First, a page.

When suffragist Alice Paul was buried in 1977 in a Quaker graveyard tucked away in Cinnaminson, there was no marker to show where she was laid to rest.
Her only survivor was her nephew, who said he didn't want any "crazy, women's-rights women traipsing around the family plot," said Barbara Irvine, a founder of the Alice Paul Centennial Foundation, created to honor Paul's role in history.
After Paul's nephew died, the foundation helped pay for a humble gravestone to mark her resting place near a red Japanese maple in the Westfield Friends burial ground, Irvine said. That was a decade after Paul's death.
The little-known detail stands in stark contrast to the crowd that gathered at Paul's grave this month.
On Election Day this year, Paul's final resting place became a destination, attracting scores of people as the sun shone brightly and then later turned into drizzling rain. They came to pay homage to Paul for the critical role she played in winning women's suffrage on a historic day when a woman appeared on the ballot for the first time as a presidential candidate backed by a major party.
"There were a ton of visitors, maybe two dozen in the morning and afternoon that I could see," said Debra Hojsak, director of advancement at Westfield Friends School, adjacent to the burial ground. "People would take pictures and leave flowers, and one person left a note . . . People were very emotional and were thanking Alice Paul for the privilege of voting."
Hojsak said the schoolchildren visit the grave site each year and wear ribbon sashes of gold, purple, and white - the colors of the suffragist movement - to learn about Paul and the struggle to pass the 19th Amendment.
Irvine and Jean Perry, another founder of the Alice Paul Centennial Foundation, also have held candlelight vigils at the grave site to commemorate the Nov. 14, 1917 "Night of Terror," when Paul was force-fed and tortured following a hunger strike in a Virginia workhouse. Paul had been imprisoned after she led daily picketing at the White House, which is credited with moving the suffragist cause forward.
"We did a sort of reading of the trials she [Paul] suffered while in prison," Perry said. Later, the Centennial Foundation became the Alice Paul Institute, and it sponsored occasional candlelight vigils and held lectures about Paul at the graveyard.
But for many years after Paul's death, her role in the decades-long suffragist movement was largely eclipsed by other leaders. That changed this year when the Washington headquarters of the National Woman's Party, which she cofounded, was designated a national monument by President Obama and her image was approved for inclusion in a yet-to-be-redesigned $10 bill.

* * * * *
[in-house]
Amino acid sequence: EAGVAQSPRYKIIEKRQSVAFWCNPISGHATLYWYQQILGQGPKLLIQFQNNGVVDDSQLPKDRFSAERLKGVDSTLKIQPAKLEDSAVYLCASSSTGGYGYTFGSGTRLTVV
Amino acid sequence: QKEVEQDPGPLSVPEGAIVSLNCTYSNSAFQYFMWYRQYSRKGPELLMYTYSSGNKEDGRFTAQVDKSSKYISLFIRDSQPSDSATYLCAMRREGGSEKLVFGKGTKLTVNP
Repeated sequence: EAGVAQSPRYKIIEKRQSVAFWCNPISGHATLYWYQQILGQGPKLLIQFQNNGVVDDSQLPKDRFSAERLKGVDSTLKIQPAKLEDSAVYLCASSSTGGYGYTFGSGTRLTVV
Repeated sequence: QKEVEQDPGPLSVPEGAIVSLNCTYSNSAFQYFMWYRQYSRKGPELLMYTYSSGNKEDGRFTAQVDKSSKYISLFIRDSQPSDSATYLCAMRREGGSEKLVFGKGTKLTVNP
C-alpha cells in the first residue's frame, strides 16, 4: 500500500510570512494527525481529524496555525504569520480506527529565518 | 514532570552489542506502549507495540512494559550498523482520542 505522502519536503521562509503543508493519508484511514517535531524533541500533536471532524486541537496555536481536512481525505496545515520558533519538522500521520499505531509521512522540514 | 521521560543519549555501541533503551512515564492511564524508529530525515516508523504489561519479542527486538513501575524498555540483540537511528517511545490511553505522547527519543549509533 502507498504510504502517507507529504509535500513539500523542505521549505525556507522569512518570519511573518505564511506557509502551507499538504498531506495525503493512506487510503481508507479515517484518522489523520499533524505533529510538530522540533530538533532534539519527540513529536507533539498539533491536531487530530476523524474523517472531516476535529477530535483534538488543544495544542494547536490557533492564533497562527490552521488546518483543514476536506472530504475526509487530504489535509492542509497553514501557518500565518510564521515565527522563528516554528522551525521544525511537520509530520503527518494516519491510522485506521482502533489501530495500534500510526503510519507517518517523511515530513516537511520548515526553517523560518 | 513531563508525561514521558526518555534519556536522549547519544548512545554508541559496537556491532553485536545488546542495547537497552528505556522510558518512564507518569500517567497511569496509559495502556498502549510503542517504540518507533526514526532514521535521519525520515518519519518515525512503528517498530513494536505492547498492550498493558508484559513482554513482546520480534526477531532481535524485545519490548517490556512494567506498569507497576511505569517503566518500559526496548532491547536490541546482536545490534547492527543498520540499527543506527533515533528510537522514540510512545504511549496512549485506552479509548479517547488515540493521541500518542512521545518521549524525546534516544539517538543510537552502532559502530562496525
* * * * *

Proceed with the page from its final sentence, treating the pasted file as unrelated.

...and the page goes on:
But her grave had not been on the public's radar until now.
Many of her ardent supporters, including Irvine, showed up at the Westfield Friends burial ground on Election Day. "I just wanted to talk to Alice," Irvine said, adding that she visits often in the hope of finding inspiration.
Irvine recalled how Alice Paul's nephew, Donald Paul, took legal control of her possessions when she became elderly. He had contacted the Centennial Foundation and the Smithsonian Institution to see if they wanted to purchase any of Alice Paul's items. Paul had never married, and Donald Paul was her brother's son and the only one left in the family. After his death, the Centennial Foundation and a few of Paul's cousins chipped in and paid for the gravestone, Irvine said.
On Election Day, some visitors were seeing the grave site for the first time. "I found a list of suffragette sites on Facebook and decided to come here today," Marielle Meth, a social worker from East Windsor, Mercer County, said, noting she had never been there before. Suzanne Gili Post, a program coordinator at the Katz Jewish Community Center and a poet from Haddonfield, came for the first time, too. She became misty-eyed as she said "thank you" to Paul at the grave, where bouquets were piling up.
In Rochester, N.Y., hundreds made the pilgrimage to the grave site of renowned suffragist Susan B. Anthony. Still others gathered at sites in Philadelphia dedicated to suffragists such as Mary Grew.
They placed their "I Voted" stickers on the gravestones of those suffragists in New York, Philadelphia, and also in tiny Cinnaminson.
The four-acre Cinnaminson burial ground has about 1,200 gravestones including Paul's, which is located behind the meetinghouse and close to a basketball net set up for the schoolchildren. The Quaker burial site is also the final resting place of Joseph Stokes, a doctor who played a role in creating an effective measles vaccine, and Samuel Leeds Allen, inventor of the Flexible Flyer sled.
Paul was born and raised on a Quaker farmstead in Mount Laurel and attended Moorestown Friends School, near Westfield Friends. She also went to Swarthmore College and the University of Pennsylvania and earned multiple degrees before she made women's suffrage her life's work.
When she died in a Moorestown nursing home at age 92, she was buried in her family's plot in Cinnaminson along with her parents, her two brothers, and her sister. Her sister Helen is in an unmarked grave, according to burial records.